Was the rift with Old Europe triggered entirely by America? Not according to Lord Charles Powell, an advisor to Prime Ministers Thatcher and Major, who recently stated that “People like to blame George W. Bush for the trouble in the transatlantic relations, but Europeans had their part in it.” Europeans didn’t really understand how deeply 9/11 affected the American psyche. While they have become used to armies marching back and forth across their landscape, the attack on the American homeland was unprecedented, and it is likely that any President would have had disagreements with foreign leaders because of our reaction in the ensuing decade.
The elitist perspective of unilateral distaste for Bush completely disregards the admiration for him in the former Soviet Bloc countries. In Poland, the Czech Republic, Slovakia, Hungary, Romania, Slovenia, Belarus, Bulgaria, Georgia, Albania and the Baltic States, Bush is viewed as a great friend and statesman – while Obama is considered questionable. The perception that the entire world disliked Bush denies the reality of a huge part of Europe that does not harbor the intellectual elite that interact with the American Intelligentsia.
In 2008, my wife and I vacationed in Eastern Europe. Having the opportunity to experience firsthand the hard-earned freedom of the Czech Republic, East Germany and Poland enriched our lives. In Warsaw, we spoke with the manager of our hotel, asking his thoughts about the geo-political situation that confronts Poland. He expressed profound concern about (in his words) “the Russian Bear’s intentions.” I assured him that unlike their former allies (such as France), we would help defend Poland and protect her from another foreign invasion. Little did I know that in less than a year, Obama would eviscerate much of Poland’s faith in America.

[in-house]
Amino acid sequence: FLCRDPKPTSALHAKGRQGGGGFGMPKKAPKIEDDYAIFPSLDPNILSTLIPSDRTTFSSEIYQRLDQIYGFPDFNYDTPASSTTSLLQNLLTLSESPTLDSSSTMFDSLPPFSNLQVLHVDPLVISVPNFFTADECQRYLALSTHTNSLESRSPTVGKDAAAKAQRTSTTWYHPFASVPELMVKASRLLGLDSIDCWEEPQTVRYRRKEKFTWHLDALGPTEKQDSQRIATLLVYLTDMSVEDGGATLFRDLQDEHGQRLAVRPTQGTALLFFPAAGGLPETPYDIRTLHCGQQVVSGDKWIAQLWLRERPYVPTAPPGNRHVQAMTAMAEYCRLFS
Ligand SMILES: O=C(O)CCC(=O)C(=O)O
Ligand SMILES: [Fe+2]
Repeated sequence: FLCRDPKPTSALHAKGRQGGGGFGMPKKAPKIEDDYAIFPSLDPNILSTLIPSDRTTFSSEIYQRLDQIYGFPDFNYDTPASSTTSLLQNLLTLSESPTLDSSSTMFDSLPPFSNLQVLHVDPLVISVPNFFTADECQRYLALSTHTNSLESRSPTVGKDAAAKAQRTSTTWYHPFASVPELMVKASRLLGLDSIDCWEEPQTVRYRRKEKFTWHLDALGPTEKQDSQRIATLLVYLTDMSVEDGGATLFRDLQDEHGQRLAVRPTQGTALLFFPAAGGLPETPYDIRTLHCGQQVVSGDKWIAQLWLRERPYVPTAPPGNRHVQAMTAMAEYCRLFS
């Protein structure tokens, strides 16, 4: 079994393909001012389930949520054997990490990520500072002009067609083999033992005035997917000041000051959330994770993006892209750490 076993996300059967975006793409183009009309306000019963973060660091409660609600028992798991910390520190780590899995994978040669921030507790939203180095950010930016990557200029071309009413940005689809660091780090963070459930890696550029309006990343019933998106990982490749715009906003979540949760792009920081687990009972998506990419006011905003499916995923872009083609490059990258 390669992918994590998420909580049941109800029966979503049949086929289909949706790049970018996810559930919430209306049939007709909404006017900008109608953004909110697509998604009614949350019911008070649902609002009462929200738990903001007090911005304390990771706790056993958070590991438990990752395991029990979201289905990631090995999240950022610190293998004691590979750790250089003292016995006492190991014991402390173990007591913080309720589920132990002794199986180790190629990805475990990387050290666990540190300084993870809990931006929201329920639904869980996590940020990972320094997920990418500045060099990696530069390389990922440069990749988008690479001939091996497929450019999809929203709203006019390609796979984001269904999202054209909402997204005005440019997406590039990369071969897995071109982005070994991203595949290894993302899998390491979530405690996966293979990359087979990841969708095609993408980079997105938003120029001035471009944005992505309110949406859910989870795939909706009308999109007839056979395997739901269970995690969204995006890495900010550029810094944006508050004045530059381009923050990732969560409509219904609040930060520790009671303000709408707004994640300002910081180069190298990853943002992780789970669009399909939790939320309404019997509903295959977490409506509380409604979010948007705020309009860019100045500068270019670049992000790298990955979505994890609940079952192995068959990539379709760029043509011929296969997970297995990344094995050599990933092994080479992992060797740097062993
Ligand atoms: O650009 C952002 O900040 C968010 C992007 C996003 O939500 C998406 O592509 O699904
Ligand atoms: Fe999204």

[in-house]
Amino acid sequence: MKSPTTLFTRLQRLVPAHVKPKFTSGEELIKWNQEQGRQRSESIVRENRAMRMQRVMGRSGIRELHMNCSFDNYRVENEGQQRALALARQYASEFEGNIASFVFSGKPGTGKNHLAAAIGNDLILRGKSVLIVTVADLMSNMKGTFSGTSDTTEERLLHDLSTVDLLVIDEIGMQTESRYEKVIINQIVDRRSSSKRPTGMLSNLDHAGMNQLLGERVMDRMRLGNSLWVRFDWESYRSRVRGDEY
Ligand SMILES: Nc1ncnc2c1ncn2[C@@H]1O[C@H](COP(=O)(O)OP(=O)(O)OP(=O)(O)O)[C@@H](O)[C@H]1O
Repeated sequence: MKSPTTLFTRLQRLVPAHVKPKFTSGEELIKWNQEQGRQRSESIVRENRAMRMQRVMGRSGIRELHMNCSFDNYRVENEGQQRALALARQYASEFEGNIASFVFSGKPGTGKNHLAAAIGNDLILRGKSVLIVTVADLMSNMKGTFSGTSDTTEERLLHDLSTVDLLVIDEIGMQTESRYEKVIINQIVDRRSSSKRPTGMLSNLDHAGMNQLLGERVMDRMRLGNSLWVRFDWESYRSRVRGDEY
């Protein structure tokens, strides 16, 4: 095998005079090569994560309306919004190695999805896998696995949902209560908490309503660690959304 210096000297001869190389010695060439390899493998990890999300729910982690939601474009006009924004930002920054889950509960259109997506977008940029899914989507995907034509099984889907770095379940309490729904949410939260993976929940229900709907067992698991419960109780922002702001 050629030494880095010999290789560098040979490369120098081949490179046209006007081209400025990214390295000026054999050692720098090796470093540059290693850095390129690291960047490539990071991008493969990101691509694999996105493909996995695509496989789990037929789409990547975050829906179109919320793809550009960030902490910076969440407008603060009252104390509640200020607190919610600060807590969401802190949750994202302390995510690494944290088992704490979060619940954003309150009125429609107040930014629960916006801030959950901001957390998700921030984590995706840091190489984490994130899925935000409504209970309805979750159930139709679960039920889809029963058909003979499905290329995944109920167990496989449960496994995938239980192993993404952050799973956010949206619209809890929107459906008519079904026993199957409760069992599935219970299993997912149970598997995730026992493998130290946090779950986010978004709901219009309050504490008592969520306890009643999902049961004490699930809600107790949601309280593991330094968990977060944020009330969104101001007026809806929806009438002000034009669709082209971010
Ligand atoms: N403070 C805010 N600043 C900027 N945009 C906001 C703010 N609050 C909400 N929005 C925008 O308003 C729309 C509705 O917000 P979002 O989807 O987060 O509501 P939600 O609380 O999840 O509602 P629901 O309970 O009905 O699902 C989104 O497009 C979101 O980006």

My lunch partner pointed to Russia as a place where Obama would do better than Bush. Certainly, Bush was mocked for his unsophisticated commentary: “I looked the man in the eye. I found him to be very straightforward and trustworthy and we had a very good dialogue. I was able to get a sense of his soul.” What is often left out is the next line: “He’s a man very committed to his country and the best interests of his country.” That is the most important portion of the statement.
Obama has no better chance of working with Russia than Bush did. Russia today is as it has been for at least four centuries – expansionist. Frankly, I’m not sure why, since their land mass is the largest in the world, but they have attempted to overrun and rule their neighbors through various forms of government. Whether their leaders were Czars, Communists, or whatever you call the current bunch, they have always been the same – thugs and expansionists.
John Lehman, who served as Secretary of the Navy under President Reagan, stated that within thirty days of Reagan’s inaugural, the British and American Navies swept into Mediterranean waters showing the Soviet Union that if they played any games, “We would kick their asses.” When you deal with thugs, you have to show them that you will be tougher than they are.
My friend expressed the commonly-accepted media mantra about what the world was like during the Bush Administration, and how it will magically improve under Obama. It is not only seriously wrong, but has caused several potentially dangerous changes to our foreign policy.
I have some advice for President Obama. The tough tactics being deployed against his perceived domestic political enemies should be redeployed overseas. Let me assure you that Russia, China, Iran, North Korea and Venezuela are a lot more dangerous than Fox News and the health insurance industry.
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